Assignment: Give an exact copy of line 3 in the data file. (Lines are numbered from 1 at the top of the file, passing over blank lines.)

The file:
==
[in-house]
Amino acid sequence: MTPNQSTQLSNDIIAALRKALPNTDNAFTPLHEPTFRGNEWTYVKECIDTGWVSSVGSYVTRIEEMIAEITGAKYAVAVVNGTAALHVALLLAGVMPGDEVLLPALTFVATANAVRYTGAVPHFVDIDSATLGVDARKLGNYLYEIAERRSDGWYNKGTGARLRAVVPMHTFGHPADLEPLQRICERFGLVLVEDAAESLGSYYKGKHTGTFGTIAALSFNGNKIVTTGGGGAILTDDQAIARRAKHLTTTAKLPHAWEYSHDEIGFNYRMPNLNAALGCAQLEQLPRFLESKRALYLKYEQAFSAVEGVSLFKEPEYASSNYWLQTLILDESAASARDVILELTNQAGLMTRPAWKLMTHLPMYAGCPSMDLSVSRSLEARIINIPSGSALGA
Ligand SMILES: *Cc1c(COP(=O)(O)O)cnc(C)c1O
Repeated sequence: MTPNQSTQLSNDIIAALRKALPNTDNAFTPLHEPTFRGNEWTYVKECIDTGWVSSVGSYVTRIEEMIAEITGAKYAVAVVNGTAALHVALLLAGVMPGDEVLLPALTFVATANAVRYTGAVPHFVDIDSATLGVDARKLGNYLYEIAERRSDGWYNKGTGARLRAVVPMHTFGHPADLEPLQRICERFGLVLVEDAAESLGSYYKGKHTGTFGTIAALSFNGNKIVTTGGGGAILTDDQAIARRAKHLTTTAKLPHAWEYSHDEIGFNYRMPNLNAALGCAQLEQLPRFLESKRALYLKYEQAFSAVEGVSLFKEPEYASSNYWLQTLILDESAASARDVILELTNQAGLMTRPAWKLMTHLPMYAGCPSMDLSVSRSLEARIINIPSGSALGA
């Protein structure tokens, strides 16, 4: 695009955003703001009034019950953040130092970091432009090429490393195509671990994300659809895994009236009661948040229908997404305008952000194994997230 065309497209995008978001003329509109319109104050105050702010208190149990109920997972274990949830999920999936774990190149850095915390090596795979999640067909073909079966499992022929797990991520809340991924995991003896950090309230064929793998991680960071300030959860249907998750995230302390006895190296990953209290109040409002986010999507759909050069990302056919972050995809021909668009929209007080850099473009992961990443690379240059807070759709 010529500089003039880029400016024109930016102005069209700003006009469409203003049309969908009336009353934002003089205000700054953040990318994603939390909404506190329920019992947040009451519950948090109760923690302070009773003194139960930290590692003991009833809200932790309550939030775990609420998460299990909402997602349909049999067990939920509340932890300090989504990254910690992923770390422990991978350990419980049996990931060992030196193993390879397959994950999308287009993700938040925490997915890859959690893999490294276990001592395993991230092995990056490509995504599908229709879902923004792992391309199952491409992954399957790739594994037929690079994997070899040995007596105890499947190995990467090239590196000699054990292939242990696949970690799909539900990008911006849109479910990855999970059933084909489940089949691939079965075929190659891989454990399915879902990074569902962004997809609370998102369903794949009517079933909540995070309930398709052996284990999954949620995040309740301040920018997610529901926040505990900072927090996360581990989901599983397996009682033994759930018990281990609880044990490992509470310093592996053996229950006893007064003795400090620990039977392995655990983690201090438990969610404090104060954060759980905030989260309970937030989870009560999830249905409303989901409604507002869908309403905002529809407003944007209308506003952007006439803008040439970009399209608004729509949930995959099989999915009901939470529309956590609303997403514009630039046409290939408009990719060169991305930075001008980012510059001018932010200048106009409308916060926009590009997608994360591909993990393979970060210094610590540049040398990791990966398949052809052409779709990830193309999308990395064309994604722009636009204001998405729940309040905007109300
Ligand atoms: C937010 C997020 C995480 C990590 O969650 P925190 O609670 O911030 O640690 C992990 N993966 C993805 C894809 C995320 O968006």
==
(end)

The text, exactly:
Ligand SMILES: *Cc1c(COP(=O)(O)O)cnc(C)c1O